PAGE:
Reports of severe bleaching have been accumulating in the inbox of the US National Oceanic and Atmospheric Administration’s (NOAA) Coral Reef Watch programme since July.

A huge swathe of the Pacific has already been affected, including the Northern Marianas Islands, Guam, the Republic of the Marshall Islands, Hawaii, Kiribati and Florida. Some areas have recorded serious bleaching for the first time.

“On a global scale it’s a major bleaching event. What it may be is the beginning of a historic event,” said Coral Reef Watch coordinator Dr Mark Eakin.

In the Marshall Islands, bleaching of unprecedented severity is suspected to have hit most of the country’s 34 atolls and islands. The Guardian witnessed devastated expanses of coral that look like forests covered with snow.

Warm water will soon begin hitting reefs in the southern Pacific and the Indian Ocean as the seasons and currents shift. Eakin said coral watch modelling predicts bleaching on Australia’s Great Barrier Reef as early as January.

Bleaching is caused by persistent increases in sea surface temperature. Just 1C of warming lasting a week or more can be enough to cause long-term breakdown of reef ecosystems.

The worst coral bleaching event on record is a mass die-off during 1998. A massive El Niño event combined with climate change to raise global sea and air temperatures to never-before-recorded levels and killed around 15% of the world’s corals.

2014 has already surpassed 1998 as the hottest year recorded - with a mild El Niño still predicted in the new year.

Professor Ove Hoegh-Guldberg, a coral reef expert from the University of Queensland, said the current bleaching event was on track to be as bad or worse than 1998.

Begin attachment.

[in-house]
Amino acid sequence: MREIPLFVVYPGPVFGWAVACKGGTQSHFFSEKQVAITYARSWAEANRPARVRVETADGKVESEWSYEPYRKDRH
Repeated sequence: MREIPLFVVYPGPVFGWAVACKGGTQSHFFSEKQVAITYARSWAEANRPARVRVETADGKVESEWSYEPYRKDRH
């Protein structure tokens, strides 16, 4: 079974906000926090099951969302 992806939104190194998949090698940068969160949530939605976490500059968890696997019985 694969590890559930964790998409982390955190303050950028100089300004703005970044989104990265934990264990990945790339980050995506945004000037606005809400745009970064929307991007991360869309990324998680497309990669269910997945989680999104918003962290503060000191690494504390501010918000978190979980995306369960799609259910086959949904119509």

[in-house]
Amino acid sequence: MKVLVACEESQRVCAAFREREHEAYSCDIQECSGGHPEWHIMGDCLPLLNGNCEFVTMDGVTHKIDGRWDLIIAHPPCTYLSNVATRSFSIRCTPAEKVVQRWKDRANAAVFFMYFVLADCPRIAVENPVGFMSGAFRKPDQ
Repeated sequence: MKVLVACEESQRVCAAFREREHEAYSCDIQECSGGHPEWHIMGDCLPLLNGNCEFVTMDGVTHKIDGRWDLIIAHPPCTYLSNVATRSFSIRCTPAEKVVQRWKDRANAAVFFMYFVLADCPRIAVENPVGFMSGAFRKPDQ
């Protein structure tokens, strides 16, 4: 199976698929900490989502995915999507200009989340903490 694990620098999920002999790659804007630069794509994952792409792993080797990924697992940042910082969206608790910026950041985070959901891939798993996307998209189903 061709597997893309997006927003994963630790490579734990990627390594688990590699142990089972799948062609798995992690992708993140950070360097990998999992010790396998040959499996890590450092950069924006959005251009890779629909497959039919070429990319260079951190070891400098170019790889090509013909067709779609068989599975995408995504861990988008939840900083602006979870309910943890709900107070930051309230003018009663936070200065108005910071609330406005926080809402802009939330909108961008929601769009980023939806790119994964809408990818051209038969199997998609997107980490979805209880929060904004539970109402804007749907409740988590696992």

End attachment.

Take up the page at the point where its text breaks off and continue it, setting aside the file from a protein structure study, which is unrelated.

“Many coral reef scientists are expecting something similar to 1997-98 to unfold in the next six to 12 months.”

Eakin said even under a weak El Niño, bleaching could continue until 2016 – lasting twice as long as the 1998 event. High sea surface temperatures due to climate change are making El Niño a less decisive factor in coral bleaching.

“Despite the fact that there’s really not a big El Niño, we’re seeing these patterns of severe bleaching. So what’s happening is, as global temperatures increase and especially as the ocean warms through the increase of carbon dioxide and other heat trapping gases in the atmosphere, it’s warming the ocean so that it doesn’t take as big an El Niño to have the same effect on water temperatures,” said Eakin.

Initial analysis of the Guardian’s photos from the Marshallese atoll of Arno showed its reefs could be added to the fast-growing list of seriously affected places. In less extreme temperatures bleached coral may not die completely.

But Karl Fellenius, a coral reef manager from the University of Hawaii said that in the Marshall Islands “it’s looking like the thermal stress was so profound that the corals died within days of getting bleached”.

This does not augur well for the future of the world’s reefs under climate change.

“The real problem is that recovery from a major bleaching event can take decades and these events keep coming back every 10 years or less… [Reefs] just don’t have time to recover,” said Eakin.

The combined effect of rising temperatures and sea levels – corals can only survive near the surface – could mean the end for coral reefs in the next 50 years even if world leaders combine to keep global temperature rise below their target of 2C, said Hoegh-Guldberg, who was lead oceans author for the UN’s definitive climate science report.

“Temperatures projected under even mild climate change scenarios may be too damaging to coral reefs for them to survive beyond the mid to late part of this century.”